Court Affirms Disputed Reduction in Apartment Complex’s Tax Value
The Ohio Supreme Court today approved a $4.3 million reduction in the property tax value of a New Albany area apartment complex, ending a nearly decade-old dispute between the owners and the Columbus city schools.
The Supreme Court unanimously affirmed the Ohio Board of Tax Appeals (BTA) decision to accept the $9,338,000 appraised value of the 240-unit Albany Commons complex for tax year 2005. The county auditor originally valued the property at $13.6 million in a property-tax reappraisal year for Franklin County.
The property lists itself as sitting on the edge of New Albany, and has a Westerville mailing address, yet is in the Columbus City Schools district. The Columbus Board of Education’s primary complaint was that the BTA and the Franklin County Board of Revision approved a value reduction based on a report by an Albany Commons-hired appraiser who conducted a “market data” survey of incomes and expenses of comparable properties. The report excluded the comparable figures, claiming the information was “proprietary.”
The Court’s per curiam decision stated the county and state taxing authorities have wide discretion in determining what information can be used to set property value, and it found there was nothing unreasonable or unlawful about the BTA’s conclusion.
Valuation Challenge Starts in 2009
Albany Commons was constructed in two phases with the first units opening in 2002 and the remainder in 2004. Albany Commons filed a complaint with the board of revision for two appraisals, 2005 and 2008, and the board consolidated the two into one proceeding in 2009. The Columbus Board of Education opposed the reductions in value sought by the apartment complex.
In 2011, James Horner, an appraiser for Albany Commons, presented to the board a report that valued the property at about $9.4 million in 2005 and $11.4 million in 2008. The value was based primarily on the “income approach,” where he used the actual revenue and expenses of Albany Commons over the years. He supported his findings with a sale of comparable property approach, using information from the sales of 10 apartment complexes from 2003 to 2010.
The sales comparables did not adjust Horner’s estimated value, and he testified that any sale of an apartment complex such as Albany Commons would not be based on comparables because of all the differences in properties, such as apartment sizes, garages, and property amenities. Rather, purchase decisions are made almost exclusively on the “quality and quantity of income,” he testified.
Horner also testified the income and expenses of the complex closely tracked the market, and that his review of complex expenses came mostly from other appraisal projects he worked on. He did not include the expense data in his written report, stating it was “proprietary,” and he stated he was not allowed to share the information.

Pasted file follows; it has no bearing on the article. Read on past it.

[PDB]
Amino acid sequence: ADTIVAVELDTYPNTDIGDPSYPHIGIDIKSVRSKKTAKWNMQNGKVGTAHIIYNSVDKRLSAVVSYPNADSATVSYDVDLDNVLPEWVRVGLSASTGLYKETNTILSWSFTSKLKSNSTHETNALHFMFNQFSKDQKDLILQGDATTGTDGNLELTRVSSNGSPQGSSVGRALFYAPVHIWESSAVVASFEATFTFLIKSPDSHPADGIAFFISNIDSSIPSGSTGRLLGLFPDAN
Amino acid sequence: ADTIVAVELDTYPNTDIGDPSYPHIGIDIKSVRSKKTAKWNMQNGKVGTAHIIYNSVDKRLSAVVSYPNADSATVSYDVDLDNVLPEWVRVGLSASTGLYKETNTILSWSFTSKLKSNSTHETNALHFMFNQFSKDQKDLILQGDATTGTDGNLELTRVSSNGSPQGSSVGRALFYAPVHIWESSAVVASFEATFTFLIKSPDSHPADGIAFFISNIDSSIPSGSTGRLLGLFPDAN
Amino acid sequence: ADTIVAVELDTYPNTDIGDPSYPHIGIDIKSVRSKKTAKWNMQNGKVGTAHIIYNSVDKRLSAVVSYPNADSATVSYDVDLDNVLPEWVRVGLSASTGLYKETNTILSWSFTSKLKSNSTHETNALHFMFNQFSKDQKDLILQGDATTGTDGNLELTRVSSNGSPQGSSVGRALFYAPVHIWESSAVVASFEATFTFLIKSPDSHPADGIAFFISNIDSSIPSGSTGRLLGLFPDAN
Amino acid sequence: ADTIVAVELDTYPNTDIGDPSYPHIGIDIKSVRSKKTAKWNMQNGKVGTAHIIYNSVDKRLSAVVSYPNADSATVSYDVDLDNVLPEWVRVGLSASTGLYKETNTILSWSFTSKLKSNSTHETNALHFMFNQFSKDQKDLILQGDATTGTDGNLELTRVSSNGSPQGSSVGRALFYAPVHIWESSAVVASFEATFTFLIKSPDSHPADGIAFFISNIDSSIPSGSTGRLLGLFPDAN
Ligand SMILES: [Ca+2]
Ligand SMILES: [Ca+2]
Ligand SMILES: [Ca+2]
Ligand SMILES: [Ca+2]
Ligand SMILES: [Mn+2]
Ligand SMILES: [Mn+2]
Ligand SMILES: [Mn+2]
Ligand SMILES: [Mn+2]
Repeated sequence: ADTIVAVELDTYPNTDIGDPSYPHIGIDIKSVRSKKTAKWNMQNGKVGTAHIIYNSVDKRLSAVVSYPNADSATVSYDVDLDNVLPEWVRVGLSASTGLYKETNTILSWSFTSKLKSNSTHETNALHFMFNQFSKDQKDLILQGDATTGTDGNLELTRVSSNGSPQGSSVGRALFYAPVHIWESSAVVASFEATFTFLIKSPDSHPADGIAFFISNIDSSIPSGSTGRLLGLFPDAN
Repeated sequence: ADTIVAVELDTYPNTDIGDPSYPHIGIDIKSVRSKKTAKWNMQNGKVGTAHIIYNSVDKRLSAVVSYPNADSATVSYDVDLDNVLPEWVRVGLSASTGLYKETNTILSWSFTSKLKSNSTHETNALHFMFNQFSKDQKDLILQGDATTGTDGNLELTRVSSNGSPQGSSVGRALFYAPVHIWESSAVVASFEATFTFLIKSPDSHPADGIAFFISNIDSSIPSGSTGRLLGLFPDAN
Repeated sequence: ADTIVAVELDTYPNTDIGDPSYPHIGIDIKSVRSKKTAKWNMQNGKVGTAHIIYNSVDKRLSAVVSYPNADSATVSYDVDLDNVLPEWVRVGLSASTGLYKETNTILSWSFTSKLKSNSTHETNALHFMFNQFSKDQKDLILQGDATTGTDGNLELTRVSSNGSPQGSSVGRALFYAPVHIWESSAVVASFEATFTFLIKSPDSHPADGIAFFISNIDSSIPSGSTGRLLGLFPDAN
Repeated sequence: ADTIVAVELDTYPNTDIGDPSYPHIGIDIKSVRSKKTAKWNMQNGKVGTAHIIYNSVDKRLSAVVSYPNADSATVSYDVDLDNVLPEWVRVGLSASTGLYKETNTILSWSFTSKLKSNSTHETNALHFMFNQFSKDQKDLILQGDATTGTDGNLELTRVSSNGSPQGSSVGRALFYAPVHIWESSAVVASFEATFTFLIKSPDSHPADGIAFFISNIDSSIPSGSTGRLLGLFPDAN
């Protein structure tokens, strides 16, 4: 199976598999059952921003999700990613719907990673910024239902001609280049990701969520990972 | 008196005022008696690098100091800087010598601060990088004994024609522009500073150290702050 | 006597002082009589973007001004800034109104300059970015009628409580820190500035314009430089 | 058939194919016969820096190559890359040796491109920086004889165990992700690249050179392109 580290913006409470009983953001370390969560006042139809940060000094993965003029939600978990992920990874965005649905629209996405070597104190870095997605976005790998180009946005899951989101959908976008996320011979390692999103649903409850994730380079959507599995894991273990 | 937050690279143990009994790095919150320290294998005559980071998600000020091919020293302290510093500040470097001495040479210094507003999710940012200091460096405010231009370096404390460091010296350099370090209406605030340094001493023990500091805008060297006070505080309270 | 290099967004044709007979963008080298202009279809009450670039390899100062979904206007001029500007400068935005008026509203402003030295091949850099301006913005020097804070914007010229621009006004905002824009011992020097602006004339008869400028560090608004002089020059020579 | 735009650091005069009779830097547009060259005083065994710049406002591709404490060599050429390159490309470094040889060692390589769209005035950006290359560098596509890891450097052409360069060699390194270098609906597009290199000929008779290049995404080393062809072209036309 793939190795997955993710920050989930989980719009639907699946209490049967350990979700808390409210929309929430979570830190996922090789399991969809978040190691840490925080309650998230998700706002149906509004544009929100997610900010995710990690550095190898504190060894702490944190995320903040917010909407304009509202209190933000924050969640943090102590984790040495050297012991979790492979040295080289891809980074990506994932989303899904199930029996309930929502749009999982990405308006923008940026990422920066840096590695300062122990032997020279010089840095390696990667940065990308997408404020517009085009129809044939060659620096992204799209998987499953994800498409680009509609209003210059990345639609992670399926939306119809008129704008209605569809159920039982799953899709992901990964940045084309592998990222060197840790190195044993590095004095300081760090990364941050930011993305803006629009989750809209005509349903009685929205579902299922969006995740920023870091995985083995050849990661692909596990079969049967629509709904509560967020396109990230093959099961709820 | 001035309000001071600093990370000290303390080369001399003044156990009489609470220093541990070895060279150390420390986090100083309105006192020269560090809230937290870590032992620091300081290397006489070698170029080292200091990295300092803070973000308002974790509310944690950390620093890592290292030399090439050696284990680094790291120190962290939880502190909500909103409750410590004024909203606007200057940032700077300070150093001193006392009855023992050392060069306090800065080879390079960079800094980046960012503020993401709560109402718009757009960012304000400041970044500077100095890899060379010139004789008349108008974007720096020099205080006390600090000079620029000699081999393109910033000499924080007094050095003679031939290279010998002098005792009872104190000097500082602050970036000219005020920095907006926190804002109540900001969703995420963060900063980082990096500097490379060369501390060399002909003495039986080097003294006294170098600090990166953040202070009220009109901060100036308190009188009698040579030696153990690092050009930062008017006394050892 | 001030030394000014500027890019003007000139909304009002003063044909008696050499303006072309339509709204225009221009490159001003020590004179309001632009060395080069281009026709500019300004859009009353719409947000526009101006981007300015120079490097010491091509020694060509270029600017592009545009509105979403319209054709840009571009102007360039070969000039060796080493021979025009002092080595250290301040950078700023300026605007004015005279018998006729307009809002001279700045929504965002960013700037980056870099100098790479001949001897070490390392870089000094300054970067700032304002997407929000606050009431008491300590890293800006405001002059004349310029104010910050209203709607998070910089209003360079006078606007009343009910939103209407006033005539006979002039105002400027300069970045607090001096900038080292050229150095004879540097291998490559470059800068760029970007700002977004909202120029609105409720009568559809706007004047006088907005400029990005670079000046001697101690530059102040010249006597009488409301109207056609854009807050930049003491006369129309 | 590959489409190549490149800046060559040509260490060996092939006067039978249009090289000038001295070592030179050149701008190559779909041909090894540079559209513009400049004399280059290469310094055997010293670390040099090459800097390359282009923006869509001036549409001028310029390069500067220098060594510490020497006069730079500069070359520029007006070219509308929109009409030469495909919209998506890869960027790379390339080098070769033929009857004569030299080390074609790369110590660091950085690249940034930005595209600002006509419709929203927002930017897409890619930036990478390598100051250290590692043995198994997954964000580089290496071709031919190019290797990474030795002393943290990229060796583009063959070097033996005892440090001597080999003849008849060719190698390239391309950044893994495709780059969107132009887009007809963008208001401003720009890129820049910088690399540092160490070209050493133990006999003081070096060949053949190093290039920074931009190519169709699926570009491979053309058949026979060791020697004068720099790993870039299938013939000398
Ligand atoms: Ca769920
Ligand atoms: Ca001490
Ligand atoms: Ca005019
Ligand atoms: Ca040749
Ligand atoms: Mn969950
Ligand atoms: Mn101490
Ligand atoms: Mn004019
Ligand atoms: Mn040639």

The board of revision adopted Horner’s value for 2005. It reduced the value for 2008 to $12.9 million, and the schools did not dispute that finding. The schools appealed the 2005 value to the BTA, which conducted two hearings and adopted the findings of the board of revision. The school district appealed to the Supreme Court, which by law must hear this type of BTA decision appeal.
School Claims Insufficient Data
Columbus schools claimed the BTA made errors when approving the appraisal, including that Horner’s income approach and sales comparable approach did not contain sufficient data to allow a reasonable decision to be made.
The opinion noted that the Supreme Court “does not sit as a super BTA” or independently try the facts of the case, and the Court will only overrule a BTA decision on property value if from the record it appears the board’s decision was “unreasonable or unlawful.”
The opinion refers to Columbus schools as the “BOE,” and the board of revision as “BOR,” and noted the schools face a difficult burden in proving the taxing authorities were wrong.
“The daunting nature of that challenge lies in the deferential standards that we apply to the type of argument the BOE is advancing here,” the opinion stated. “As a result, the burden on the BOE is to demonstrate an abuse of discretion on the part of the BOR and the BTA.”
The Court noted the school objected to the appraisal’s reliance on Albany Commons’ revenue and expenses, which in Ohio law is considered “contract rent.” The rent commonly charged in the marketplace is called “economic rent,” and state law indicates when contract rent is given as a justification for value, economic rent must be considered, too.
Horner’s report only contained the complex’s income and expenses, and because he testified that he reviewed other properties, the BOR and BTA credited his testimony as reflecting the market rates, the opinion stated. The school district argued that without the market data in the written report, the appraisal was defective and unfair because it prevented opponents from questioning the inputs and it did not offer the tax authorities the data that would support the appraiser’s conclusion.
The Court indicated that there is no state law that prevents of the BTA from considering the testimony and report without written market data, and that it was not unreasonable or unlawful for the boards to rely on the appraisal.
“The BOE had every opportunity to present evidence of its own to impugn the Horner appraisal but failed to do so,” the opinion stated. “Horner gave his reasons for leaving data out of the appraisal report along with his reasons for using that data in forming his opinion of value, and the BOE has not established the unreasonableness or unlawfulness by showing an abuse of discretion in the BTA’s decision to credit Horner’s testimony and report.”
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